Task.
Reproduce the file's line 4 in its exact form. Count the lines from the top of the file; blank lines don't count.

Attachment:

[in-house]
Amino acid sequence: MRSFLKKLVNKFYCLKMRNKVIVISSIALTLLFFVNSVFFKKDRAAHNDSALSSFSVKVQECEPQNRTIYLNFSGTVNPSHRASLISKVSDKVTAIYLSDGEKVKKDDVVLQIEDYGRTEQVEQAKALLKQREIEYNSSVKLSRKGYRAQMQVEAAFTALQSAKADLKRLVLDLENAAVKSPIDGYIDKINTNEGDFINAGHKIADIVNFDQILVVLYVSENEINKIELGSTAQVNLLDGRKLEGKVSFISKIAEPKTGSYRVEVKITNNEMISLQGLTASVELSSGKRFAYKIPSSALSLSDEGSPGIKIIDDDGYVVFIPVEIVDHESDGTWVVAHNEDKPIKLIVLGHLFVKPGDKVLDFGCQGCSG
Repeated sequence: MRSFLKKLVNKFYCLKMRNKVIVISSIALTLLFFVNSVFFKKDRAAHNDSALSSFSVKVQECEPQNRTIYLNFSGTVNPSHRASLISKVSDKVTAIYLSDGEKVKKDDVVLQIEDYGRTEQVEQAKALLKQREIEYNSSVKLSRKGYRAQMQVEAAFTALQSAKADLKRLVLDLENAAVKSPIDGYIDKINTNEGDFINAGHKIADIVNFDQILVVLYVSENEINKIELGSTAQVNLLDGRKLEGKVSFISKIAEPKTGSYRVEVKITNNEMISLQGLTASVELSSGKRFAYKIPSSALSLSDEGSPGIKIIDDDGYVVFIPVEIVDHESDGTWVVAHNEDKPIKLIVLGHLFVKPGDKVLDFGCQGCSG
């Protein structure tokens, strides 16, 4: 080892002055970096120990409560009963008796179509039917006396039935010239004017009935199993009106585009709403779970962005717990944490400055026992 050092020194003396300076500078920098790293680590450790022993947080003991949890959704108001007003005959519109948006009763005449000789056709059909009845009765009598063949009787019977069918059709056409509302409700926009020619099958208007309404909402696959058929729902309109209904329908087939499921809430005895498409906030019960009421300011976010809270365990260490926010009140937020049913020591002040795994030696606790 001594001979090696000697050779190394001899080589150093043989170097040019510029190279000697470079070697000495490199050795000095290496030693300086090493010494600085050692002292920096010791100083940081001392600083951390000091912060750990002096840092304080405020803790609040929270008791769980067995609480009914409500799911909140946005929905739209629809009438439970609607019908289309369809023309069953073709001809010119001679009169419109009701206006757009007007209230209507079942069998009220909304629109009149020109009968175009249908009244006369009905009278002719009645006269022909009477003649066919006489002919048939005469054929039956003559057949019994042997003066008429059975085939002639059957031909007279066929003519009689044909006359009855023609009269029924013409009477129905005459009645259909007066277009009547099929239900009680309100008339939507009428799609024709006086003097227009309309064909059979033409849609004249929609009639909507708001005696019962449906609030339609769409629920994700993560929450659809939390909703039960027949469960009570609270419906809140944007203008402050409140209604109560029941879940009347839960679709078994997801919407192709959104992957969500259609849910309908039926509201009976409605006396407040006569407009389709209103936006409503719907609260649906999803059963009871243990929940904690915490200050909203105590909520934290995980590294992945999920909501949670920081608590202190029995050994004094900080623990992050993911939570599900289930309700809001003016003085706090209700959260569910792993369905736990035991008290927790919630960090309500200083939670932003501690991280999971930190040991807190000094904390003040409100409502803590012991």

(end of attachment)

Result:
């Protein structure tokens, strides 16, 4: 080892002055970096120990409560009963008796179509039917006396039935010239004017009935199993009106585009709403779970962005717990944490400055026992 050092020194003396300076500078920098790293680590450790022993947080003991949890959704108001007003005959519109948006009763005449000789056709059909009845009765009598063949009787019977069918059709056409509302409700926009020619099958208007309404909402696959058929729902309109209904329908087939499921809430005895498409906030019960009421300011976010809270365990260490926010009140937020049913020591002040795994030696606790 001594001979090696000697050779190394001899080589150093043989170097040019510029190279000697470079070697000495490199050795000095290496030693300086090493010494600085050692002292920096010791100083940081001392600083951390000091912060750990002096840092304080405020803790609040929270008791769980067995609480009914409500799911909140946005929905739209629809009438439970609607019908289309369809023309069953073709001809010119001679009169419109009701206006757009007007209230209507079942069998009220909304629109009149020109009968175009249908009244006369009905009278002719009645006269022909009477003649066919006489002919048939005469054929039956003559057949019994042997003066008429059975085939002639059957031909007279066929003519009689044909006359009855023609009269029924013409009477129905005459009645259909007066277009009547099929239900009680309100008339939507009428799609024709006086003097227009309309064909059979033409849609004249929609009639909507708001005696019962449906609030339609769409629920994700993560929450659809939390909703039960027949469960009570609270419906809140944007203008402050409140209604109560029941879940009347839960679709078994997801919407192709959104992957969500259609849910309908039926509201009976409605006396407040006569407009389709209103936006409503719907609260649906999803059963009871243990929940904690915490200050909203105590909520934290995980590294992945999920909501949670920081608590202190029995050994004094900080623990992050993911939570599900289930309700809001003016003085706090209700959260569910792993369905736990035991008290927790919630960090309500200083939670932003501690991280999971930190040991807190000094904390003040409100409502803590012991």